middle class and the precipitous decline in our collective health is too easy.
Jobs were lost and wages got stuck in many developed countries.
What set the United States apart — what made the damage inflicted upon American
society so intense — was the nature of its response. Government support for
Americans in the bottom half turned out to be too meager to hold society
The conservative narrative of America’s social downfall, articulated by the
likes of Charles Murray from the American Enterprise Institute, posits that a
large welfare state, built from the time of the New Deal in the 1930s through
the era of the Great Society in the 1960s, sapped Americans’ industriousness and
undermined their moral fiber.
A more compelling explanation is that when globalization struck at the jobs on
which 20th-century America had built its middle class, the United States
discovered that it did not, in fact, have much of a welfare state to speak of.
The threadbare safety net tore under the strain.
Call it a failure of solidarity. American institutions, built from hostility
toward collective solutions, couldn’t hold society together when the economic
underpinning of full employment at a decent wage gave in.
The question is, Is there a solution to fit these ideological preferences? The
standard prescriptions, typically shared by liberals and conservatives, start
with education, building the skills needed to harness the opportunities of a
high-tech, fast-changing labor market that has little use for those who end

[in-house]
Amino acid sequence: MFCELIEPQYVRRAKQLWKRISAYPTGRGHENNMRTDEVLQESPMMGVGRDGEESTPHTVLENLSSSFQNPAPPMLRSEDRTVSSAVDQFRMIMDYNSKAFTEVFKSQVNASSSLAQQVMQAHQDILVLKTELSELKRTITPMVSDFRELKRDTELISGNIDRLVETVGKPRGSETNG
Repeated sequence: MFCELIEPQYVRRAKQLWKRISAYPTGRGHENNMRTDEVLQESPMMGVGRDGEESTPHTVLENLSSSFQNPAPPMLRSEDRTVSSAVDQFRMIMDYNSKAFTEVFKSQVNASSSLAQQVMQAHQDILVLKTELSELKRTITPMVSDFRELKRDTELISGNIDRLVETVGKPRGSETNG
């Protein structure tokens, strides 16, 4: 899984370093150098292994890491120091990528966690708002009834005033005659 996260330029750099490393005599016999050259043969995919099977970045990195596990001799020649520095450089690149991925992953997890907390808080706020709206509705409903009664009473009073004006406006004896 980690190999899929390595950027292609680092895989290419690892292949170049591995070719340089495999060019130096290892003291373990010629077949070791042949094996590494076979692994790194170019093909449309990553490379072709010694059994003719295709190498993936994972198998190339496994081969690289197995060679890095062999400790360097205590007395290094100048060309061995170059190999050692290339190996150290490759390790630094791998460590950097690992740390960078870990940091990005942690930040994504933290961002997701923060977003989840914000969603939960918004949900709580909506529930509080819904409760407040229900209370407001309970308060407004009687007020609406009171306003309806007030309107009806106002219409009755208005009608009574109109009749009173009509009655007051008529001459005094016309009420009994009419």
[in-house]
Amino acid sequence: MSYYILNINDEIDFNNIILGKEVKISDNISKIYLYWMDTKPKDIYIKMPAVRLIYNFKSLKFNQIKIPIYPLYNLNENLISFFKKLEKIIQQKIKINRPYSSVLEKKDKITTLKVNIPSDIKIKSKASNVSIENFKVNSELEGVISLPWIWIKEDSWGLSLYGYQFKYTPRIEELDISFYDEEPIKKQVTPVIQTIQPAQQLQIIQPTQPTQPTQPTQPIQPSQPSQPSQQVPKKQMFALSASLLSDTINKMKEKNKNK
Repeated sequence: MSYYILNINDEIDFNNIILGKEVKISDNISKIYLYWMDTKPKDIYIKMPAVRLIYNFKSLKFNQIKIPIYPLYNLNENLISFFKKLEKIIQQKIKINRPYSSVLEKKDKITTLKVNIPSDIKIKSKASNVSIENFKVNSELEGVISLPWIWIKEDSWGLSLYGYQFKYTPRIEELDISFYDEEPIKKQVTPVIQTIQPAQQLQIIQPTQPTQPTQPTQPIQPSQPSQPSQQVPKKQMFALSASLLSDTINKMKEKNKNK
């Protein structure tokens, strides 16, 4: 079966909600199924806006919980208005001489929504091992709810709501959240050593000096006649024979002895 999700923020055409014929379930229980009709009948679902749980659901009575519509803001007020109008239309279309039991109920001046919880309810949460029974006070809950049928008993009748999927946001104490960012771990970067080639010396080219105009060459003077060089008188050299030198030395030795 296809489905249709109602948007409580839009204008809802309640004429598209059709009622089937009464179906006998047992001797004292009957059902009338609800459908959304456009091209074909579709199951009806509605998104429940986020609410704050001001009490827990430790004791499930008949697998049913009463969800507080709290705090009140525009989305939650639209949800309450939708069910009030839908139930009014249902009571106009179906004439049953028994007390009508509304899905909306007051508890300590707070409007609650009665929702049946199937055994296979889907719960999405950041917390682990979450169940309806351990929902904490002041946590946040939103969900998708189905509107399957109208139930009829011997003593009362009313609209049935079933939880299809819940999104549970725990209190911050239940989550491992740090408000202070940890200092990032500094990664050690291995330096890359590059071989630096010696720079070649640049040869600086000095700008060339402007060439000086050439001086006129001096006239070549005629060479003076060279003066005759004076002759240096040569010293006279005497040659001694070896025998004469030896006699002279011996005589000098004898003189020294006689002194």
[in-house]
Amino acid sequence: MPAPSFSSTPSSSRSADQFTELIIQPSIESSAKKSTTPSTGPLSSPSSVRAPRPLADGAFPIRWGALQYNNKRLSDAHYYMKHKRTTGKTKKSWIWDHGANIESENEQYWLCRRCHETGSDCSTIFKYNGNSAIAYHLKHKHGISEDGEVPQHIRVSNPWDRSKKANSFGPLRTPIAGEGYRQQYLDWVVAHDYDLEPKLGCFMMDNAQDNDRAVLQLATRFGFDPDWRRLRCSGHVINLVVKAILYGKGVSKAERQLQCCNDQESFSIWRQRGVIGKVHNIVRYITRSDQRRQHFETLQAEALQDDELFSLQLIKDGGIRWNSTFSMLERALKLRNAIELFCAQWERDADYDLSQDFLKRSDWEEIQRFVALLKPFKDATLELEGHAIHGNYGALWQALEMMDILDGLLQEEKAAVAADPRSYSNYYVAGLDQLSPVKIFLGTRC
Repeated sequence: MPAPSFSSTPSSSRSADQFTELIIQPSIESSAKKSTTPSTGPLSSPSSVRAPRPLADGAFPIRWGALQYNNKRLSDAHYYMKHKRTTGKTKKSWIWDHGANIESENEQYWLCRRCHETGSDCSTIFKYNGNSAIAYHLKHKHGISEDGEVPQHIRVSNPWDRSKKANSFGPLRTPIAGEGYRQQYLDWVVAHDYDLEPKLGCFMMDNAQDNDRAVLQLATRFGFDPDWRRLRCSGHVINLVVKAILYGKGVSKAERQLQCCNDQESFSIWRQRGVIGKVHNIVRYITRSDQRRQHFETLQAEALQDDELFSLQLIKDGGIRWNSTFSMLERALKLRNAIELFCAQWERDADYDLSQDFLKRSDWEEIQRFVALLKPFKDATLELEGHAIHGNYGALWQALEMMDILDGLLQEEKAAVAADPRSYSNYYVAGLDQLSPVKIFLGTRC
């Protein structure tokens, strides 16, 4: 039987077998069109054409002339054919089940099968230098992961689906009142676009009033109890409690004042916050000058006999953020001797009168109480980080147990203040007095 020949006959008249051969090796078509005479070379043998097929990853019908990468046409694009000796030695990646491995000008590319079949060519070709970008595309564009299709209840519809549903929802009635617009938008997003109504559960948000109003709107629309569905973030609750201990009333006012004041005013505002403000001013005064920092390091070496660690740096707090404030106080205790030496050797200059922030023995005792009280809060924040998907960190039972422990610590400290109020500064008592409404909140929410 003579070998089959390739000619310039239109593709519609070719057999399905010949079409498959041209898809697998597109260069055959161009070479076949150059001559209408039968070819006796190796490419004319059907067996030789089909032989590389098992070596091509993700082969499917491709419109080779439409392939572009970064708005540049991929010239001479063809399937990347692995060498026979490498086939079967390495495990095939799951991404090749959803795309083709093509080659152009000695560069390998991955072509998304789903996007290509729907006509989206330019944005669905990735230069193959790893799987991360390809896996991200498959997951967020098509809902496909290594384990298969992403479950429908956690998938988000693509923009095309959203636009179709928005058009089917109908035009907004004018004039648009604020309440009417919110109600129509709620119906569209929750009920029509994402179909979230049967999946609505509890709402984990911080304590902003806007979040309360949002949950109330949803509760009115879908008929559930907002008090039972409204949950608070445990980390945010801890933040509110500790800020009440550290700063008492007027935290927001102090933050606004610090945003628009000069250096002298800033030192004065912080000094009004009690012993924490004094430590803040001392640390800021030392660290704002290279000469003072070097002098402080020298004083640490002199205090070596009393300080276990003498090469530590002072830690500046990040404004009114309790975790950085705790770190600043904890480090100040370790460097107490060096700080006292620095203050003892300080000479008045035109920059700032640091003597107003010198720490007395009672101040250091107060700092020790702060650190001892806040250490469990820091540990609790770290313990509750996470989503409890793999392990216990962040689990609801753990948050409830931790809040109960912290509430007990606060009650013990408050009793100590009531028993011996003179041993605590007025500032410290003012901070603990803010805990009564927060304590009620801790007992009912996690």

their education after high school.
Ensuring everybody has a college degree might not stanch the flow of riches to
the very pinnacle of society. But it could deliver a powerful boost to the
incomes and the well-being of struggling families in the bottom half.
And yet the prescription — embedded in the social reality that is contemporary
America — falls short. In contemporary America, education is widening inequity,
not closing it. College enrollment rates have stagnated for lower-income
Americans. Sean Reardon from Stanford University notes that the achievement gap
between rich and poor children seems to have been steadily expanding for the
last 50 years.
On the left, there are calls to build the kind of generous social insurance
programs, which despite growing budget constraints remain largely intact among
many European social democracies. Senator Elizabeth Warren, Democrat of
Massachusetts, for example, is calling for an expansion of Social Security, paid
for by lifting the cap on payroll taxes so the rich pay the same share of their
income to support the system as everybody else.
That may be desirable, though at the moment, our greatest problems are not about
the elderly. And at least for the foreseeable future, it remains a political
nonstarter in a nation congenitally mistrustful of government. Just in time to
kick off the presidential campaign, Republicans in the House and Senate were
working on a budget that would gut Obamacare — most likely increasing the pool
of the nation’s uninsured — and slash funding for programs for Americans of low
and moderate income.
Yet despite the grim prognosis, there is hope. The challenge America faces is
not simply a matter of equity. The bloated incarceration rates and rock-bottom
life expectancy, the unraveling families and the stagnant college graduation
rates amount to an existential threat to the nation’s future.
That is, perhaps, the best reason for hope. The silver lining in these dismal,
if abstract, statistics, is that they portend such a dysfunctional future that
our broken political system might finally be forced to come together to prevent